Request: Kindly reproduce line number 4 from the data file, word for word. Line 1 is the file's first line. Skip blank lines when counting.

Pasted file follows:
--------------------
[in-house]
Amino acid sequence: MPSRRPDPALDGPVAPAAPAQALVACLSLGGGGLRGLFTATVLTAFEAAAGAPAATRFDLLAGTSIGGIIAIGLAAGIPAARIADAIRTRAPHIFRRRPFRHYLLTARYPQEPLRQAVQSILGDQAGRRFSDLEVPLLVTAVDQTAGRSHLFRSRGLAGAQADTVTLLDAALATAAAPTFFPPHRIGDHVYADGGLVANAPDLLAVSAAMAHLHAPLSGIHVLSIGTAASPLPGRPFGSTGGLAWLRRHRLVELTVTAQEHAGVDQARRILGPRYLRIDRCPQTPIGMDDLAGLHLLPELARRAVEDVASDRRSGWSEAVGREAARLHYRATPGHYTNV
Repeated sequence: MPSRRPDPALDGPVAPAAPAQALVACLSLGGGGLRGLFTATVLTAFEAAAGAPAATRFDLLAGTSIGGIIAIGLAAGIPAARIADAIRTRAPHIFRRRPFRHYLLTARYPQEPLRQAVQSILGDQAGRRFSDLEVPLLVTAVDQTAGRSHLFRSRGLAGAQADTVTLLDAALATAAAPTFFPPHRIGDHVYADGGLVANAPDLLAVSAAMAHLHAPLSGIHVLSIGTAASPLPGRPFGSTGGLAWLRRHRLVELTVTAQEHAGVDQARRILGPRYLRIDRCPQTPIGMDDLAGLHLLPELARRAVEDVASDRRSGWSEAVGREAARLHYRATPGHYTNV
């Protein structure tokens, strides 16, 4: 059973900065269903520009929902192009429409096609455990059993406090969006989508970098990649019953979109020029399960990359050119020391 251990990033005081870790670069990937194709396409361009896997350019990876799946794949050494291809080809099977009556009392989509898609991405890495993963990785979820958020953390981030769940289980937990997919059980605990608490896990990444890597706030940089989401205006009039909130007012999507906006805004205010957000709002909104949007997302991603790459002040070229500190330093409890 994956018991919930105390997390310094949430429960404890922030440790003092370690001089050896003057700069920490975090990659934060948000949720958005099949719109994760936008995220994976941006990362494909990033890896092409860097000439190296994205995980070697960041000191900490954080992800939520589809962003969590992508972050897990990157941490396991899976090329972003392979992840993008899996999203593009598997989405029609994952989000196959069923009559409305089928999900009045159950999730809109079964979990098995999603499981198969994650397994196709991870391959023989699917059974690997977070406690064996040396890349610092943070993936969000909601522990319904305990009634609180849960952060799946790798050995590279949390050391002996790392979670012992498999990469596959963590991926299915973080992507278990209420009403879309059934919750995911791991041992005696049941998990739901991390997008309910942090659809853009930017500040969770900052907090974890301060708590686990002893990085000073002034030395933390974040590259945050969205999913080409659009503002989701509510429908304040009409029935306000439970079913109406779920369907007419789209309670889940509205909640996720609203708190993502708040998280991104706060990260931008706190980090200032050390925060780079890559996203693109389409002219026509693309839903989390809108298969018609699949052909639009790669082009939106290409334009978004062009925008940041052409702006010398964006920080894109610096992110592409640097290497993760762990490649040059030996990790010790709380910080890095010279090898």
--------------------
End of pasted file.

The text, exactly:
């Protein structure tokens, strides 16, 4: 059973900065269903520009929902192009429409096609455990059993406090969006989508970098990649019953979109020029399960990359050119020391 251990990033005081870790670069990937194709396409361009896997350019990876799946794949050494291809080809099977009556009392989509898609991405890495993963990785979820958020953390981030769940289980937990997919059980605990608490896990990444890597706030940089989401205006009039909130007012999507906006805004205010957000709002909104949007997302991603790459002040070229500190330093409890 994956018991919930105390997390310094949430429960404890922030440790003092370690001089050896003057700069920490975090990659934060948000949720958005099949719109994760936008995220994976941006990362494909990033890896092409860097000439190296994205995980070697960041000191900490954080992800939520589809962003969590992508972050897990990157941490396991899976090329972003392979992840993008899996999203593009598997989405029609994952989000196959069923009559409305089928999900009045159950999730809109079964979990098995999603499981198969994650397994196709991870391959023989699917059974690997977070406690064996040396890349610092943070993936969000909601522990319904305990009634609180849960952060799946790798050995590279949390050391002996790392979670012992498999990469596959963590991926299915973080992507278990209420009403879309059934919750995911791991041992005696049941998990739901991390997008309910942090659809853009930017500040969770900052907090974890301060708590686990002893990085000073002034030395933390974040590259945050969205999913080409659009503002989701509510429908304040009409029935306000439970079913109406779920369907007419789209309670889940509205909640996720609203708190993502708040998280991104706060990260931008706190980090200032050390925060780079890559996203693109389409002219026509693309839903989390809108298969018609699949052909639009790669082009939106290409334009978004062009925008940041052409702006010398964006920080894109610096992110592409640097290497993760762990490649040059030996990790010790709380910080890095010279090898």